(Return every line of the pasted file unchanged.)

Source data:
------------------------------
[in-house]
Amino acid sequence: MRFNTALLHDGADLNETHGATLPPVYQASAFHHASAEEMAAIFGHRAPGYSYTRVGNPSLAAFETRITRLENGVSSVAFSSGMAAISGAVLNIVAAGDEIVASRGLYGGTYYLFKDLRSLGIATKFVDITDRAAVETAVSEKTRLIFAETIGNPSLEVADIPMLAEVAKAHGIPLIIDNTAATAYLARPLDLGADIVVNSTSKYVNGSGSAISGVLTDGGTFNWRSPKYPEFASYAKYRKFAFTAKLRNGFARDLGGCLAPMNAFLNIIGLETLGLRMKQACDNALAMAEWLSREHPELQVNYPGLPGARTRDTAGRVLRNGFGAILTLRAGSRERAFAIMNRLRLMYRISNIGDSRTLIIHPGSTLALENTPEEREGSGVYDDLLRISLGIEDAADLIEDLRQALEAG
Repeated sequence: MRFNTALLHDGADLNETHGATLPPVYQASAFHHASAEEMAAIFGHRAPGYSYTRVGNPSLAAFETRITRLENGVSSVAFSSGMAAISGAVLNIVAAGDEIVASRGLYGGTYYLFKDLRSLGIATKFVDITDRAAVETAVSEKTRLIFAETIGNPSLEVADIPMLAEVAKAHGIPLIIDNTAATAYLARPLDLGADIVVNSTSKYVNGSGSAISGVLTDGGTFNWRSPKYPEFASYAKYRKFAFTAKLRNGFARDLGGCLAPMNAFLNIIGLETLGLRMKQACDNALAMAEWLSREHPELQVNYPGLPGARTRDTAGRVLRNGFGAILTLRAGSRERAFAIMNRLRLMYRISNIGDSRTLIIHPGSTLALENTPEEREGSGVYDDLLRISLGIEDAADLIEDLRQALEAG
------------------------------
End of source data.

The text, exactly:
[in-house]
Amino acid sequence: MRFNTALLHDGADLNETHGATLPPVYQASAFHHASAEEMAAIFGHRAPGYSYTRVGNPSLAAFETRITRLENGVSSVAFSSGMAAISGAVLNIVAAGDEIVASRGLYGGTYYLFKDLRSLGIATKFVDITDRAAVETAVSEKTRLIFAETIGNPSLEVADIPMLAEVAKAHGIPLIIDNTAATAYLARPLDLGADIVVNSTSKYVNGSGSAISGVLTDGGTFNWRSPKYPEFASYAKYRKFAFTAKLRNGFARDLGGCLAPMNAFLNIIGLETLGLRMKQACDNALAMAEWLSREHPELQVNYPGLPGARTRDTAGRVLRNGFGAILTLRAGSRERAFAIMNRLRLMYRISNIGDSRTLIIHPGSTLALENTPEEREGSGVYDDLLRISLGIEDAADLIEDLRQALEAG
Repeated sequence: MRFNTALLHDGADLNETHGATLPPVYQASAFHHASAEEMAAIFGHRAPGYSYTRVGNPSLAAFETRITRLENGVSSVAFSSGMAAISGAVLNIVAAGDEIVASRGLYGGTYYLFKDLRSLGIATKFVDITDRAAVETAVSEKTRLIFAETIGNPSLEVADIPMLAEVAKAHGIPLIIDNTAATAYLARPLDLGADIVVNSTSKYVNGSGSAISGVLTDGGTFNWRSPKYPEFASYAKYRKFAFTAKLRNGFARDLGGCLAPMNAFLNIIGLETLGLRMKQACDNALAMAEWLSREHPELQVNYPGLPGARTRDTAGRVLRNGFGAILTLRAGSRERAFAIMNRLRLMYRISNIGDSRTLIIHPGSTLALENTPEEREGSGVYDDLLRISLGIEDAADLIEDLRQALEAG